Others, like Rep. Alexandria Ocasio-Cortez of New York, were not happy about the change.
“This administration is now targeting pregnant. women.” Ocasio-Cortez tweeted. “When you single out the most vulnerable, the cruelty is the point.”
Supreme Court Hears Landmark Case Regarding Scholarships for Religious Schools
- The U.S. Supreme Court is considering a potential landmark case that could allow religious schools to receive publicly-funded scholarships, even if a state’s constitution says they can’t.
- The case involves a Montana program that was ended after the state realized it was unintentionally being used to aid religious schools using taxpayer money.
- Opponents argue that the provision, which prohibits public funds from going to religious organizations, is rooted in religious discrimination.
Montana Sparks Lawsuit After Ending Scholarship Program
The Supreme Court of the United States began hearing Wednesday what could potentially be a landmark case concerning the separation of church and state for schools.
Specifically, the Court is considering a case out of Montana that could allow religious schools to receive publicly-funded scholarships, even if a state’s constitution prohibits such a move.
The situation that now sits upon SCOTUS’s doorstep began in 2015 when the Montana state legislature created a tax-credit program for people wanting to donate to a scholarship fund.
That program allowed people to donate dollar-for-dollar tax credits up to $150.
An organization named Big Sky then capitalized on the program and created a fund to help parents wanting to send their children to private schools; however, there was a catch: 12 of the 13 schools that Big Sky sent money to were religious. In fact, about 70% of private schools in the state are religious schools.
Those donations directly conflict with Montana’s state constitution, which says the state cannot set aside public money for “…any sectarian purpose or to aid any church, school, academy, seminary, college, university, or other literary or scientific institution, controlled in whole or in part by any church, sect, or denomination.”
Such a law is known as a “no-aid” provision.
Montana later decided to cut the program before eventually being sued on the basis of religious discrimination. One attorney argued that the only reason Montana shut down the program was because it included religious schools. That attorney also argued that the U.S. Constitution mandates equal protection under the law. In other words, Montana must apply the tax-credit program equally between private schools, both religious and nonreligious.
“Once you have these programs, you have to treat families going to religious schools equal to families going to nonreligious schools,” that attorney, Erica Smith, told NPR.
The case’s lead plaintiff—Kendra Espinoza— had also been vocal about her need for such a program.
In an interview with The Washington Post, Espinoza said not only did she have to pick up extra jobs but she also “pretty much sold everything in my house that wasn’t tied down” just to afford to send her two daughters to a religious private school. In addition to that, her two daughters took on jobs mowing lawns and cleaning offices to raise money.
Espinoza’s accounts are a far cry from the common stereotype that only rich people send their children to private schools, with Espinoza even directly saying that her family needs assistance to be able to afford private school.
“Baby” Blaine Amendments
While Montana didn’t introduce its tax-credit program until 2015, Espinoza’s case is also rooted in law that dates back to the 1800s.
In 1875, a politician by the name James G. Blaine introduced a similar “no-aid” amendment to the U.S. Constitution. That ended up failing, but different versions of it were adopted in most states, with Montana passing theirs in 1889.
Most historians have referred to the original proposed amendment as the “Blaine Amendment,” with the later ones being dubbed “baby” Blaine Amendments. Historians also agree that such amendments were only adopted in a bigoted retaliation to the mass immigration of Catholics into the U.S.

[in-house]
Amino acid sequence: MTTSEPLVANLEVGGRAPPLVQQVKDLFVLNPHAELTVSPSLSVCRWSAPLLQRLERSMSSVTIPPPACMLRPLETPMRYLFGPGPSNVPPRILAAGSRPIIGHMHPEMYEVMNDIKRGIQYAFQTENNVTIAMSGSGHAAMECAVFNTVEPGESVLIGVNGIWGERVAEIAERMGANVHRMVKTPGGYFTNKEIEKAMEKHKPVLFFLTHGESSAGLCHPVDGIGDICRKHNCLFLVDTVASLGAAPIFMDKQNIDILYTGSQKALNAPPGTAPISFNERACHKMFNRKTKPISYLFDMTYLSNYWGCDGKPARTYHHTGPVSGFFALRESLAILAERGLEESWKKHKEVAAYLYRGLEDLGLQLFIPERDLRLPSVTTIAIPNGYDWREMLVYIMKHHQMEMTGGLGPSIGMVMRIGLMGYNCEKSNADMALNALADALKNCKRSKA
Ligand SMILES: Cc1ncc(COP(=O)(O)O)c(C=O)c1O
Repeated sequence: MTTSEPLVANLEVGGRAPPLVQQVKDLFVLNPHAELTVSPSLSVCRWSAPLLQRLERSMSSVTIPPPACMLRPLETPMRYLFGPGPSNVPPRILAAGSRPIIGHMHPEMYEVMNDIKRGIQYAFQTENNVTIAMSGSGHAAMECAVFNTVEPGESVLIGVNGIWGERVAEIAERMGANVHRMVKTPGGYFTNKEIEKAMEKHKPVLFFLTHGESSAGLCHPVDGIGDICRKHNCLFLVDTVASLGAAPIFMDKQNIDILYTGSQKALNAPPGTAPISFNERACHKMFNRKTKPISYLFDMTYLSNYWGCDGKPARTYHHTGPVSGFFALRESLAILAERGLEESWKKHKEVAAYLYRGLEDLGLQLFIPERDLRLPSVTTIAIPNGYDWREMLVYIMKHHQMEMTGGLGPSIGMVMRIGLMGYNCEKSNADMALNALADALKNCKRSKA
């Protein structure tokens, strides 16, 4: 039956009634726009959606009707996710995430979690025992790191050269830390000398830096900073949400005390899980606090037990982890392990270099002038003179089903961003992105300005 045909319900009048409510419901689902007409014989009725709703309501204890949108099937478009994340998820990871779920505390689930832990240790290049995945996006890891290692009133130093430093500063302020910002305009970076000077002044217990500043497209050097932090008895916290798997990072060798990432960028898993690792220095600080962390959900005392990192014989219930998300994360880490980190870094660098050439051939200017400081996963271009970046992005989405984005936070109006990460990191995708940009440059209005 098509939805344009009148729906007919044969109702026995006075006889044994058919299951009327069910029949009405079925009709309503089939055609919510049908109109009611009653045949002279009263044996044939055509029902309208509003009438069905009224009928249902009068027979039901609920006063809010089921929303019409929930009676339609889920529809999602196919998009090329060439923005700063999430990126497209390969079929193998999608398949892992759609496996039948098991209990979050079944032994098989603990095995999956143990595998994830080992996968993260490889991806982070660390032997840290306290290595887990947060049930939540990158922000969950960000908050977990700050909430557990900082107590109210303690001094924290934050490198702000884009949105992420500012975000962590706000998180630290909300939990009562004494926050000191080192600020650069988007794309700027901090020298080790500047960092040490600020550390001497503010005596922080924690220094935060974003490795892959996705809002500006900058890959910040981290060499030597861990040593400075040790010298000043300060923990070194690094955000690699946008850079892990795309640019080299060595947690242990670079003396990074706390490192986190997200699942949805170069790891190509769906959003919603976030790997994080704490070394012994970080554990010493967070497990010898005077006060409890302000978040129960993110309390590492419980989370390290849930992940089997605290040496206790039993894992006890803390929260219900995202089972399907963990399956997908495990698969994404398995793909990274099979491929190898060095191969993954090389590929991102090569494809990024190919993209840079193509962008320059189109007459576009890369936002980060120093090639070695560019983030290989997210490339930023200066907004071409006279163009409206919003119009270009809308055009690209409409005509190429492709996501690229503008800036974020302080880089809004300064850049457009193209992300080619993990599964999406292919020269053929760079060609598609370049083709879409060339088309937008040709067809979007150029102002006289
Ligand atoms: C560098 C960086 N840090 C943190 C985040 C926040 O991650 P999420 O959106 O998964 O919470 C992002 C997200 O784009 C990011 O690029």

Thus, since the law was borne of bigotry against Catholics, Espinoza and her lawyers argued that it violates the U.S. Constitution by discriminating against religion.
On the other hand, the state of Montana disputed the discrimination claim, pointing out that its “no-aid” provision was revised and rewritten in 1972.
The state even had all but one of the surviving delegates at that 1972 convention submit a brief discussing how the revised Constitution was debated. According to NPR, one delegate even says that a number of the delegates were also ministers, with many of them speaking “very ardently in favor of public funds not going to religious education.”
That delegate, Mae Nan Ellingson, also argued that the state passed the “no-aid” provision to “protect religious liberty,” saying the state feared that if religious organizations were included, someone in the future might try to attach conditions to the aid.
The case eventually made its way to the Montana Supreme Court, where the Court ruled the state had not violated religious protections granted by the U.S. Constitution.
U.S. Supreme Court Takes Up the Case
That decision, however, was then appealed to the SCOTUS, which began hearing arguments Wednesday.
In its brief, Montana continued to defend its no-aid provision, saying, “The No-Aid Clause does not prohibit any religious practice. Nor does it authorize any discriminatory benefits program. It simply says that Montana will not financially aid religious schools.”
On Espinoza’s side, the Trump Administration and Education Secretary Betsy Devos have backed her. The move is not an unexpected one for Devos, who attended private school herself and later sent her kids to private schools. Devos is also a heavy advocate of “faith-based education.”
With this case now reaching SCOTUS, any decision could have far-reaching effects. Including Montana, 38 states have no-aid provisions.
If Montana wins, its tax-credit program would remain shut down. It would then continue to be able to keep public money away from religious schools, but religious schools would still be able to receive federal funds.
However, if the state loses, religious schools across the country—regardless of previous state law—might be able to access scholarship funds paid for by taxes.
Currently, the latter decision appears to be the more likely outcome. In recent years, the Court has become more conservative on church vs. state issues. In 2017, it decided that Missouri couldn’t ban a church school for applying for a state grant that fixes up playgrounds. Since then, the court has only grown more conservative, with Justice Brett Kavanaugh joining the bench.